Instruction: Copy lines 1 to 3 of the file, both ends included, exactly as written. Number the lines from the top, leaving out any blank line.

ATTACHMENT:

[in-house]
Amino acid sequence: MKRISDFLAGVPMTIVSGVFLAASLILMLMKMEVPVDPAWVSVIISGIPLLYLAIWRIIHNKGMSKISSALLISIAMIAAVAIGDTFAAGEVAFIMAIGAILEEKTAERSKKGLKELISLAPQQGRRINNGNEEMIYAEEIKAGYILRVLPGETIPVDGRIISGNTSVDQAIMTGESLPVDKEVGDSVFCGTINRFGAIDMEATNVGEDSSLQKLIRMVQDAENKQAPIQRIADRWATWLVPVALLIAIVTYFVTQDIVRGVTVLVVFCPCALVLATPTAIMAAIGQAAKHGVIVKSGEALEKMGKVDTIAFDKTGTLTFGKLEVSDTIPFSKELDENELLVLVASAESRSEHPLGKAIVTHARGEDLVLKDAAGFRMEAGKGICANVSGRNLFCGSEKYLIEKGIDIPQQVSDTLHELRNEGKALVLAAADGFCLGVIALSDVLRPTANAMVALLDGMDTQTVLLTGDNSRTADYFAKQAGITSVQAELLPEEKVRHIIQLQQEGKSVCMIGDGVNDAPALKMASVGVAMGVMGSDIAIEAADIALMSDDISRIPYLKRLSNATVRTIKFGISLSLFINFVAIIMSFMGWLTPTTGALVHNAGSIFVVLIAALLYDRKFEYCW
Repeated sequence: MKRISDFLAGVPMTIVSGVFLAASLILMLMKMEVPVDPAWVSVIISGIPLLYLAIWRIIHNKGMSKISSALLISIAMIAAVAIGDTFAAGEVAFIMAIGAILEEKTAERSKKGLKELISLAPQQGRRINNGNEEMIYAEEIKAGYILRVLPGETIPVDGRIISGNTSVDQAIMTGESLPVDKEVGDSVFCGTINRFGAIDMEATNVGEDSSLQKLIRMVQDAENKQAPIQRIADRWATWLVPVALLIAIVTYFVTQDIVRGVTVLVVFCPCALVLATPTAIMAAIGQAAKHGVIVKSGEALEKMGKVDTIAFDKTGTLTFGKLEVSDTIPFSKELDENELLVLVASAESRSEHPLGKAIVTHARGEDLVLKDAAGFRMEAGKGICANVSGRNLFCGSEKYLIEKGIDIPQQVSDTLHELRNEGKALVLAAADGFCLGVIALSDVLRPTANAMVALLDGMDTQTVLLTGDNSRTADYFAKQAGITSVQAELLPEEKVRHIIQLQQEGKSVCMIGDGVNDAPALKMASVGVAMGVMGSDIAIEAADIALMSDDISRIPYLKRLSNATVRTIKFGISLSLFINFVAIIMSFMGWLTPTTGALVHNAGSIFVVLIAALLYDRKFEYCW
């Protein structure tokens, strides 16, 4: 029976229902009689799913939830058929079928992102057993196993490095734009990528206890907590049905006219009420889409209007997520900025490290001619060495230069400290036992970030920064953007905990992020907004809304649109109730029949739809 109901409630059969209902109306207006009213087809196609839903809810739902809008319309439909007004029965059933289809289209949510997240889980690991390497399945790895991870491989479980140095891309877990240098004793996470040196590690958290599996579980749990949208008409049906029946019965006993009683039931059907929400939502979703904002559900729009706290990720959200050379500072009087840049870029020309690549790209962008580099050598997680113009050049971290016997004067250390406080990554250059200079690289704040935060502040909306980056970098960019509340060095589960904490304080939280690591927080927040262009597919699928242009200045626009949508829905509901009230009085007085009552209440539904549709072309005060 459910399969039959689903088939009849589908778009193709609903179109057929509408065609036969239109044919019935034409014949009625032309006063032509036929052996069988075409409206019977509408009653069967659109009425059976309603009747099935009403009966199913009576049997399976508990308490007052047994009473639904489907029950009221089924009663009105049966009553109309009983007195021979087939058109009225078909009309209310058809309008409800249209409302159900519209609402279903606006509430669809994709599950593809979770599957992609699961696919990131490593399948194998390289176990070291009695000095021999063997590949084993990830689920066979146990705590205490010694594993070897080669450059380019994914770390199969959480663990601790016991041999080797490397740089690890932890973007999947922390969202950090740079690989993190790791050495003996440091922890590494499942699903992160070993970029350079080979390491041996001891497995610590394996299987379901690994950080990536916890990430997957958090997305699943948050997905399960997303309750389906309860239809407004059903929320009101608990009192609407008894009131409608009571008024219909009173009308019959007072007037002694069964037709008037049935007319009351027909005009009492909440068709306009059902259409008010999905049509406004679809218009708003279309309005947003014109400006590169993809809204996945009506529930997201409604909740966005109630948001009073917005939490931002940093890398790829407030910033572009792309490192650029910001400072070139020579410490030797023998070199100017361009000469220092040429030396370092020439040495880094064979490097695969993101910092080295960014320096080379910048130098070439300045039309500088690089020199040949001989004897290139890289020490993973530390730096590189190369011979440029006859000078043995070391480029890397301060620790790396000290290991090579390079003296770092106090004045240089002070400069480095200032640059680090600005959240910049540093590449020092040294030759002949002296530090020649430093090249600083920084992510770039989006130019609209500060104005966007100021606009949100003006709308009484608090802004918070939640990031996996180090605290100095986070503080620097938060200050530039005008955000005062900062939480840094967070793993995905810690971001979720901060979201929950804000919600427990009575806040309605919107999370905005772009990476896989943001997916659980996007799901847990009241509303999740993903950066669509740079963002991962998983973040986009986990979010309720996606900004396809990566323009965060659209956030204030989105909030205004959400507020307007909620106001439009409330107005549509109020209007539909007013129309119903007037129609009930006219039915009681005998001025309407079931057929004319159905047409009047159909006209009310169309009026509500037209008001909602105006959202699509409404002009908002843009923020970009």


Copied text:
[in-house]
Amino acid sequence: MKRISDFLAGVPMTIVSGVFLAASLILMLMKMEVPVDPAWVSVIISGIPLLYLAIWRIIHNKGMSKISSALLISIAMIAAVAIGDTFAAGEVAFIMAIGAILEEKTAERSKKGLKELISLAPQQGRRINNGNEEMIYAEEIKAGYILRVLPGETIPVDGRIISGNTSVDQAIMTGESLPVDKEVGDSVFCGTINRFGAIDMEATNVGEDSSLQKLIRMVQDAENKQAPIQRIADRWATWLVPVALLIAIVTYFVTQDIVRGVTVLVVFCPCALVLATPTAIMAAIGQAAKHGVIVKSGEALEKMGKVDTIAFDKTGTLTFGKLEVSDTIPFSKELDENELLVLVASAESRSEHPLGKAIVTHARGEDLVLKDAAGFRMEAGKGICANVSGRNLFCGSEKYLIEKGIDIPQQVSDTLHELRNEGKALVLAAADGFCLGVIALSDVLRPTANAMVALLDGMDTQTVLLTGDNSRTADYFAKQAGITSVQAELLPEEKVRHIIQLQQEGKSVCMIGDGVNDAPALKMASVGVAMGVMGSDIAIEAADIALMSDDISRIPYLKRLSNATVRTIKFGISLSLFINFVAIIMSFMGWLTPTTGALVHNAGSIFVVLIAALLYDRKFEYCW
Repeated sequence: MKRISDFLAGVPMTIVSGVFLAASLILMLMKMEVPVDPAWVSVIISGIPLLYLAIWRIIHNKGMSKISSALLISIAMIAAVAIGDTFAAGEVAFIMAIGAILEEKTAERSKKGLKELISLAPQQGRRINNGNEEMIYAEEIKAGYILRVLPGETIPVDGRIISGNTSVDQAIMTGESLPVDKEVGDSVFCGTINRFGAIDMEATNVGEDSSLQKLIRMVQDAENKQAPIQRIADRWATWLVPVALLIAIVTYFVTQDIVRGVTVLVVFCPCALVLATPTAIMAAIGQAAKHGVIVKSGEALEKMGKVDTIAFDKTGTLTFGKLEVSDTIPFSKELDENELLVLVASAESRSEHPLGKAIVTHARGEDLVLKDAAGFRMEAGKGICANVSGRNLFCGSEKYLIEKGIDIPQQVSDTLHELRNEGKALVLAAADGFCLGVIALSDVLRPTANAMVALLDGMDTQTVLLTGDNSRTADYFAKQAGITSVQAELLPEEKVRHIIQLQQEGKSVCMIGDGVNDAPALKMASVGVAMGVMGSDIAIEAADIALMSDDISRIPYLKRLSNATVRTIKFGISLSLFINFVAIIMSFMGWLTPTTGALVHNAGSIFVVLIAALLYDRKFEYCW